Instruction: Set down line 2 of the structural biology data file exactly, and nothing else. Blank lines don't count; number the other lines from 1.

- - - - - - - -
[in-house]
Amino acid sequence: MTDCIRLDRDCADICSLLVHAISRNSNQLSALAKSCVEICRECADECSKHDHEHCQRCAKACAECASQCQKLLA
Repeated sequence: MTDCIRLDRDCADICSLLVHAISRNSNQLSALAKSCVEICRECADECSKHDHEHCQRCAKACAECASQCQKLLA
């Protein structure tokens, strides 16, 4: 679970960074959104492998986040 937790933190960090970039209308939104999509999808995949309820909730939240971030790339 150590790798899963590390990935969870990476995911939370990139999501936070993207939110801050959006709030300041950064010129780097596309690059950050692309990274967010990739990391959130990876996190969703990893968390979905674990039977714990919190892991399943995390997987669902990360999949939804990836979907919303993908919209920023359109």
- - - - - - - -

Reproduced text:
Amino acid sequence: MTDCIRLDRDCADICSLLVHAISRNSNQLSALAKSCVEICRECADECSKHDHEHCQRCAKACAECASQCQKLLA